Ontario Leading the Way with EMRs? Really?

According to an article posted on the CTV Toronto website, Health Minister Deb Matthews is quoted as saying:

“We’ve got more physicians with electronic medical records than any other province in the country. We are now a leader when it comes to the adoption of it.”

Hang on just a sec, Minister Matthews.  I am huge proponent of the value of EMRs in physician offices and I think that there is a critical role for eHealth Ontario to play in driving use of IT in healthcare.  HOWEVER … I think that it is disingenuous to say that Ontario is a leader just because nearly 5,500 doctors have installed an EMR.

To start, according to Canadian Medical Association statistics, only three provinces (QC, QB, and BC) have more than 5,500 doctors and only one province (QC) has more than 5,500 family physicians (the type of physician typically targeted for an EMR).  So, the claim that Ontario has more doctors that have adopted an EMR than any other province is a rather hallow victory.  What would be more useful is a comparison expressed in terms of a percentage of the doctors in each province.   I highly suspect when viewed in this light that Ontario is not the leading province in terms of EMR adoption.

Another important distinction is “adoption” vs “use”.  Just because a physician has installed an EMR doesn’t mean that they are making “meaningful use”.  A 2009 Commonwealth Fund study showed that both Canada and the US lagged most other industrialized countries in using many of the EMR functions that offer significant clinical benefits.  It would be interesting to know the extent to which the 5,500 doctors who have an installed an EMR are making “meaningful use” of this technology.

As I said earlier in this blog post, I think that Ontario is on the right track with its program to drive EMR adoption and use.  Further, I believe that OntarioMD, the group set up within the Ontario Medical Association to implement Ontario’s EMR program, is making good progress and has many good initiatives in place.  I just don’t believe that we should ignore or gloss over the facts in pursuit of a good news story.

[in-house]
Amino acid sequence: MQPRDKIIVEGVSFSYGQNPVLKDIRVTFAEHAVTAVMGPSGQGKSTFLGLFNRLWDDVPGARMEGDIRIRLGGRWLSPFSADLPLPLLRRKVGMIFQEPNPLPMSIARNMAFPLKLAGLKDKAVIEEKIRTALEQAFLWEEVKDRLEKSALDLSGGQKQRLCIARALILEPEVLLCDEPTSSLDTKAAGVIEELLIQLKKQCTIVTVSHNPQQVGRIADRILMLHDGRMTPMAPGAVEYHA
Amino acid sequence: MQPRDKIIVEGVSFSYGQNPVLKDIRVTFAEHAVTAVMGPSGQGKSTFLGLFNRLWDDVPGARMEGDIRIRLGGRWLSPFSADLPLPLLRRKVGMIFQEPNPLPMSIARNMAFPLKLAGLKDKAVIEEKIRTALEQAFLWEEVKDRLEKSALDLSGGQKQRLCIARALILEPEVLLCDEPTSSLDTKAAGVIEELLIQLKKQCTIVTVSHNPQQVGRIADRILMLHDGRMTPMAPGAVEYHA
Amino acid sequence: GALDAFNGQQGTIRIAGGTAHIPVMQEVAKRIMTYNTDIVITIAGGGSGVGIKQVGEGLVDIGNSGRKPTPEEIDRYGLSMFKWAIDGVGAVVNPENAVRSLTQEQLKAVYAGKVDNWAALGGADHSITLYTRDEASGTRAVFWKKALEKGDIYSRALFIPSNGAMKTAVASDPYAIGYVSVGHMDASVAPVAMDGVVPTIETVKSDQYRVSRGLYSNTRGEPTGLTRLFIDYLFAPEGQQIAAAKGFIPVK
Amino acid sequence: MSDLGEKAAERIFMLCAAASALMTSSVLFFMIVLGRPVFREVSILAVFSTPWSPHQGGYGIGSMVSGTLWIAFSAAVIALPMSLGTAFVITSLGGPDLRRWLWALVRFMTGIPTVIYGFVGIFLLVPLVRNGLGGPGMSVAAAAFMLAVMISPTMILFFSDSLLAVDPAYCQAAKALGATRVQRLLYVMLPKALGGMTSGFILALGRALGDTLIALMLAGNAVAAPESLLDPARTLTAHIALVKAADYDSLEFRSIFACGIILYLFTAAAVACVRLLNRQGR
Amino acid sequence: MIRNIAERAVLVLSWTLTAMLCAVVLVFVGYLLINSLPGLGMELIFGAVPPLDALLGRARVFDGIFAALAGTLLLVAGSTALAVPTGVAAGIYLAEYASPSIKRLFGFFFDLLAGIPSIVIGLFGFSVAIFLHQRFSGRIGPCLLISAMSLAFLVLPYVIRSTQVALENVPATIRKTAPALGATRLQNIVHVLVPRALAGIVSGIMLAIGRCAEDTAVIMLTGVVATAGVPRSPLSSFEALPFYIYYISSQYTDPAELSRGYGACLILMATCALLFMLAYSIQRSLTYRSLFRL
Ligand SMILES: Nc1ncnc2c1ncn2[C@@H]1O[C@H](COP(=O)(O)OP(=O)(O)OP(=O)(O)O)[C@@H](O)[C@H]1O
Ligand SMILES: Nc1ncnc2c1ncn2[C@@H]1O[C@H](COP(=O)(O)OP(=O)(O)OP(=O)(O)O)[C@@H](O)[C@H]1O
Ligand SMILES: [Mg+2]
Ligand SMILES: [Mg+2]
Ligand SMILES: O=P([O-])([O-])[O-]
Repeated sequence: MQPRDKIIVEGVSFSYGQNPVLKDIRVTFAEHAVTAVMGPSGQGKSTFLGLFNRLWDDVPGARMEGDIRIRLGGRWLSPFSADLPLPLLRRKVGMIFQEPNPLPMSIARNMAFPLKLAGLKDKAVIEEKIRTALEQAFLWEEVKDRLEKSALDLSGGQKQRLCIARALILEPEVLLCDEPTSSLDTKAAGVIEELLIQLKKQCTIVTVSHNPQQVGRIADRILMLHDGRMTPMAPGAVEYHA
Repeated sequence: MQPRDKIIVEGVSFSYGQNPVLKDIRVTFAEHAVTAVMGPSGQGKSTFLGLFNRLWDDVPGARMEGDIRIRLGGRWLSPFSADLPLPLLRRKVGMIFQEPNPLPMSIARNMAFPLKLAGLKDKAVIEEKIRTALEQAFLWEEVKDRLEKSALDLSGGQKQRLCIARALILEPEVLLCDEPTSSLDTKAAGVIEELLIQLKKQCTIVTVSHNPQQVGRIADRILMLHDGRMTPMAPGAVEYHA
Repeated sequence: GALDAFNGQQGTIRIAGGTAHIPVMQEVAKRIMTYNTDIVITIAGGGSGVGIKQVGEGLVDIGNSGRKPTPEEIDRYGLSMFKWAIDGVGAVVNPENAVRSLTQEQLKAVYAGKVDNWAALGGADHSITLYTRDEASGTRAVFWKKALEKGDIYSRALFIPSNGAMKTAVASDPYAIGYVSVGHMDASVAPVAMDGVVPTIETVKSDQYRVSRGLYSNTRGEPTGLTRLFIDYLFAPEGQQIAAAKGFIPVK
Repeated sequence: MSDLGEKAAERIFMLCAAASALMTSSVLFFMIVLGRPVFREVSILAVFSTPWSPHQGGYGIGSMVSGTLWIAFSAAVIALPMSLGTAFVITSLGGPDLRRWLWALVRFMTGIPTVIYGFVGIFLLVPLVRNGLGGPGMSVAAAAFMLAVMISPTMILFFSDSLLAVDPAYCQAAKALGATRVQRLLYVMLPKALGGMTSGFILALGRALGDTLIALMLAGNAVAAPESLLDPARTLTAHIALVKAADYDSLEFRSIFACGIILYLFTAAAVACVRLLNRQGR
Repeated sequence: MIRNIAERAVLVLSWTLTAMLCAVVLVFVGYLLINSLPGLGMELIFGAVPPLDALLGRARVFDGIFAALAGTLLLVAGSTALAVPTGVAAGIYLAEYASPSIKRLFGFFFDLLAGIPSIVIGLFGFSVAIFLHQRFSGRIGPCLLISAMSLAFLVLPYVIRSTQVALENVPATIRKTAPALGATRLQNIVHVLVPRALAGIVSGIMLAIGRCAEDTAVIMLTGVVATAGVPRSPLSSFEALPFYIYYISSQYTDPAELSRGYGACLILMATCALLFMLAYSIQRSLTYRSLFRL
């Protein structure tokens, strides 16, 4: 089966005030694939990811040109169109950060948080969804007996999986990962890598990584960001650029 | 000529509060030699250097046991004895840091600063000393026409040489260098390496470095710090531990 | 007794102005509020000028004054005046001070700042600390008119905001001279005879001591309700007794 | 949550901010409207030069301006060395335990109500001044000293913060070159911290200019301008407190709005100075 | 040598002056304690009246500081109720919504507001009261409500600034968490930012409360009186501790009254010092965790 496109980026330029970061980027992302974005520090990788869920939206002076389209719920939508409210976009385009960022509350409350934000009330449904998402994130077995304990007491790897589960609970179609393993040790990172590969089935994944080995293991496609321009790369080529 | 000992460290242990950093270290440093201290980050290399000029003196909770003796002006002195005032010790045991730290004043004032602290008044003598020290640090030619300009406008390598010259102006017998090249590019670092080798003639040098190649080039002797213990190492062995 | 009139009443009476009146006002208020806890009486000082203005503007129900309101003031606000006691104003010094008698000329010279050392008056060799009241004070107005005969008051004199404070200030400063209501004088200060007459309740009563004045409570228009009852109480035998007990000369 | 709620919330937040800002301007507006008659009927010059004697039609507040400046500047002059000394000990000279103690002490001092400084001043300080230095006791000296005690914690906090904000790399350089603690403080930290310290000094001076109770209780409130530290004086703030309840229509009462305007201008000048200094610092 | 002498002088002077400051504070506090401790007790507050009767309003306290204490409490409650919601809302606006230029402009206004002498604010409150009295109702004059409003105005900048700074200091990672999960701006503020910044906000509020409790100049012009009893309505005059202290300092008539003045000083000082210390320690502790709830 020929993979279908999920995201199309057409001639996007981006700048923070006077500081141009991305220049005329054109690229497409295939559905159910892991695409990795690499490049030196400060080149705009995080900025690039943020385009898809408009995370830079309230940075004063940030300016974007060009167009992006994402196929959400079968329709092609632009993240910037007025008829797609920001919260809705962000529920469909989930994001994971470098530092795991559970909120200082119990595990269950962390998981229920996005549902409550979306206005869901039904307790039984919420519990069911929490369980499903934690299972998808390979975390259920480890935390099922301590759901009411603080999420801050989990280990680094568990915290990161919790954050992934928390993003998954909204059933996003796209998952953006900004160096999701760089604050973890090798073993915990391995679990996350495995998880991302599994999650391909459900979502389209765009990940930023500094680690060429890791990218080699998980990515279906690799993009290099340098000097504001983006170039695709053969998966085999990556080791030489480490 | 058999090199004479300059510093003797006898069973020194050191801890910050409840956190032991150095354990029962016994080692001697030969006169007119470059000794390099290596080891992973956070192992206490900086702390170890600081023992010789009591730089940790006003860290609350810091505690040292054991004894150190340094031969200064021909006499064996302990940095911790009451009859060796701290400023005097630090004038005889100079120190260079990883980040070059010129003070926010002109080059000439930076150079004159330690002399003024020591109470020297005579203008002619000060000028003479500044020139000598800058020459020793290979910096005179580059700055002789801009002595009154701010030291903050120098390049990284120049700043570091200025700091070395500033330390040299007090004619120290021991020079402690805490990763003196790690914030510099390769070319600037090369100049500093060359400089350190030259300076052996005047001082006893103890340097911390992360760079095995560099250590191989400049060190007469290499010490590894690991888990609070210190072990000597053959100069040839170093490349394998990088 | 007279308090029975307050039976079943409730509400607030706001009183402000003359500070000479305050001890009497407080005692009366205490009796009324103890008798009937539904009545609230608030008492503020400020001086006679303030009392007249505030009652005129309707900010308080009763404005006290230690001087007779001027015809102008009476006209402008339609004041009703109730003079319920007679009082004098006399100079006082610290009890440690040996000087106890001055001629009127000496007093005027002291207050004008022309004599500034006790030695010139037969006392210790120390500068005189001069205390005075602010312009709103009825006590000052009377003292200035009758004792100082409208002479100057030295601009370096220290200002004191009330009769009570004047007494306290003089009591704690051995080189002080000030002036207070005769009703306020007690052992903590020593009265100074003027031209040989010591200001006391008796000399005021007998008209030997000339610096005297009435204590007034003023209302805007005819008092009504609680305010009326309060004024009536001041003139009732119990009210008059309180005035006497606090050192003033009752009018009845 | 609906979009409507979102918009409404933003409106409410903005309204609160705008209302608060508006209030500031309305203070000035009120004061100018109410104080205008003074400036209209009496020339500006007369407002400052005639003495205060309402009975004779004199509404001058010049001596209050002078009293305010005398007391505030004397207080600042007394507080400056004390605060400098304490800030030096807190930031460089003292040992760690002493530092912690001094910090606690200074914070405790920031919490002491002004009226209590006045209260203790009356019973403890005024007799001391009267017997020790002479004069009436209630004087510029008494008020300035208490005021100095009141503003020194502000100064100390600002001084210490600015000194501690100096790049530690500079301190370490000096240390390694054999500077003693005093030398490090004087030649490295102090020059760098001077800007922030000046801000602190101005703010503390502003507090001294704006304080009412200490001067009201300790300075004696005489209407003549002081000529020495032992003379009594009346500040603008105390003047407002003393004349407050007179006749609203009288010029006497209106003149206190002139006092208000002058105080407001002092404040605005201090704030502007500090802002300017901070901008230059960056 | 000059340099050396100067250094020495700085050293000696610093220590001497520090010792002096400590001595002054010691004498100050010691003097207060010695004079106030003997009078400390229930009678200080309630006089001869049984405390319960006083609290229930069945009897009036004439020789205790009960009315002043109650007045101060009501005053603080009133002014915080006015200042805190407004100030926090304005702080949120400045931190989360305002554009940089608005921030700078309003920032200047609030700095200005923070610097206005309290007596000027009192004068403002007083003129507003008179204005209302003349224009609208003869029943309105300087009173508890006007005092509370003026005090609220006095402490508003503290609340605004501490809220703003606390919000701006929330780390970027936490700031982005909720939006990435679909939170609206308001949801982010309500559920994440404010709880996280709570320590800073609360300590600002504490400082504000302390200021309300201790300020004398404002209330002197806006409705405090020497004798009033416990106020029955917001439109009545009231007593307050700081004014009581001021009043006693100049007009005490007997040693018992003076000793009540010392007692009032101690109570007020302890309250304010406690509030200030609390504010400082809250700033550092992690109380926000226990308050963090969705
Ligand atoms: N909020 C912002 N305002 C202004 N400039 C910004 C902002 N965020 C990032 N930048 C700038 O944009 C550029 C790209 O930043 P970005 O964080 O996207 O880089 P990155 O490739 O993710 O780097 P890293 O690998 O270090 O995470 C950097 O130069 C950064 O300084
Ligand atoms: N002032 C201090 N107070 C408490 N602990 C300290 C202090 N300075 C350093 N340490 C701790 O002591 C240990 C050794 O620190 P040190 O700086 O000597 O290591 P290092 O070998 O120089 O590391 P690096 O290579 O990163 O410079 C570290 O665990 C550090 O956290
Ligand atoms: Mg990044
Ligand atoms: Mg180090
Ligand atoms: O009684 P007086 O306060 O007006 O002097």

Local Integration Activities – Hamilton Niagara Haldimand Brant LHIN

The CMA’s recently released 5-year Health IT strategy (see my blog post for more details) advocates, among other things, more local and regional integration projects to facilitate the exchange of patient information among providers within local referral areas.   A good example of regional integration was recently highlighted in an article in the Hamilton Spectator. According to the Spectator article:

“All electronic hospital records within the Local Health Integration Network can be accessed interhospital, except for Brant Community Healthcare and Grimsby’s West Lincoln. The accessible records for approved persons include hospital visits, treatments and procedures, tests and hospital lab results according to HHS [Hamilton Health Science] officials. Access to individual doctors’ records will come in an unspecified future phase.”

The article offers several quotes from eHealth Ontario’s CEO Greg Reed, including one of the first succinct statements on the role of eHealth Ontario.  According to Mr. Reed,  “EHealth’s role is to develop common standards to make them connected, and to form central registries of such information as inoculations given.

Mr. Reed also notes that “Ontario’s Local Health Integration Networks are grouped into five regional areas with their own electronic patient record-sharing system” He suggests that people think of eHealth as a “network of networks” and observes that “The job is not to build electronic records but to expand and connect existing ones – so a family doctor for example, can view radiology and lab results to become better informed about their patients.”